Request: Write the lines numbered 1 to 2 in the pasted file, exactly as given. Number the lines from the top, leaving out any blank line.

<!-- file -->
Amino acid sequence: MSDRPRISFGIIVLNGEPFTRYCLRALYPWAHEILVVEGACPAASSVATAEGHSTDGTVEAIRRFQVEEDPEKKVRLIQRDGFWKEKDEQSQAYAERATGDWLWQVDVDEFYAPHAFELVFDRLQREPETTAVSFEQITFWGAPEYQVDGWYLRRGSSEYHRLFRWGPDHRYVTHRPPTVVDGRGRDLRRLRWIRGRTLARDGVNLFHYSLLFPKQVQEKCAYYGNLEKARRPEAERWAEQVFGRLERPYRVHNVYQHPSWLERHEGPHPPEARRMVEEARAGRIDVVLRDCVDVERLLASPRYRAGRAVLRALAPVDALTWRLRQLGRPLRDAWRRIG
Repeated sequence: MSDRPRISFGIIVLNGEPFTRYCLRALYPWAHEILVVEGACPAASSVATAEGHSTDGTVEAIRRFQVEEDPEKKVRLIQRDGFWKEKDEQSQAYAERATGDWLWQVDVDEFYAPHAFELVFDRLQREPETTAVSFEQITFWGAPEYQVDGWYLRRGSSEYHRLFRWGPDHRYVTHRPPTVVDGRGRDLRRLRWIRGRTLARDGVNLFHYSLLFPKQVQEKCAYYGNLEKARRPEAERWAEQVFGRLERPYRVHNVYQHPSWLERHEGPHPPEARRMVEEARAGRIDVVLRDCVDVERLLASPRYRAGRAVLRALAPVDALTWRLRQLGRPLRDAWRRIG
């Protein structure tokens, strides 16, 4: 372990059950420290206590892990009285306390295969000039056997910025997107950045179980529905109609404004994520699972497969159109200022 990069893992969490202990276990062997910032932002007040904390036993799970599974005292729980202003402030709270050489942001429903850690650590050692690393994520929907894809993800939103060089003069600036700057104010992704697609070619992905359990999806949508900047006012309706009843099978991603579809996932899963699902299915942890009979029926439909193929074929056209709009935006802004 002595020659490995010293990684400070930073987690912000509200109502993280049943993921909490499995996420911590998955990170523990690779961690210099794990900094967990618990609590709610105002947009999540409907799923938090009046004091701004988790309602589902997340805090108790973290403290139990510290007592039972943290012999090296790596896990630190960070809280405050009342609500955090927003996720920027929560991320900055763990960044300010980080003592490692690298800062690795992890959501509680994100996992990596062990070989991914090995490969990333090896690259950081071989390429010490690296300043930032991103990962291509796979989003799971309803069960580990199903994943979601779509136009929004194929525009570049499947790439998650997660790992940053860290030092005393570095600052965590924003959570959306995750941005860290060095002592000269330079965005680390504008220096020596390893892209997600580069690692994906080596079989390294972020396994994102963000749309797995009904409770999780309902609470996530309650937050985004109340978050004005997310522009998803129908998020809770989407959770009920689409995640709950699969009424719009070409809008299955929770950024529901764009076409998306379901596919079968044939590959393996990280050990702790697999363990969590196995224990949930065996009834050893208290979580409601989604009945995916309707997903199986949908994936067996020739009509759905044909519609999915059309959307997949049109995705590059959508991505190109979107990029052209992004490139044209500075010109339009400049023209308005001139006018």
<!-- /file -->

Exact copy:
Amino acid sequence: MSDRPRISFGIIVLNGEPFTRYCLRALYPWAHEILVVEGACPAASSVATAEGHSTDGTVEAIRRFQVEEDPEKKVRLIQRDGFWKEKDEQSQAYAERATGDWLWQVDVDEFYAPHAFELVFDRLQREPETTAVSFEQITFWGAPEYQVDGWYLRRGSSEYHRLFRWGPDHRYVTHRPPTVVDGRGRDLRRLRWIRGRTLARDGVNLFHYSLLFPKQVQEKCAYYGNLEKARRPEAERWAEQVFGRLERPYRVHNVYQHPSWLERHEGPHPPEARRMVEEARAGRIDVVLRDCVDVERLLASPRYRAGRAVLRALAPVDALTWRLRQLGRPLRDAWRRIG
Repeated sequence: MSDRPRISFGIIVLNGEPFTRYCLRALYPWAHEILVVEGACPAASSVATAEGHSTDGTVEAIRRFQVEEDPEKKVRLIQRDGFWKEKDEQSQAYAERATGDWLWQVDVDEFYAPHAFELVFDRLQREPETTAVSFEQITFWGAPEYQVDGWYLRRGSSEYHRLFRWGPDHRYVTHRPPTVVDGRGRDLRRLRWIRGRTLARDGVNLFHYSLLFPKQVQEKCAYYGNLEKARRPEAERWAEQVFGRLERPYRVHNVYQHPSWLERHEGPHPPEARRMVEEARAGRIDVVLRDCVDVERLLASPRYRAGRAVLRALAPVDALTWRLRQLGRPLRDAWRRIG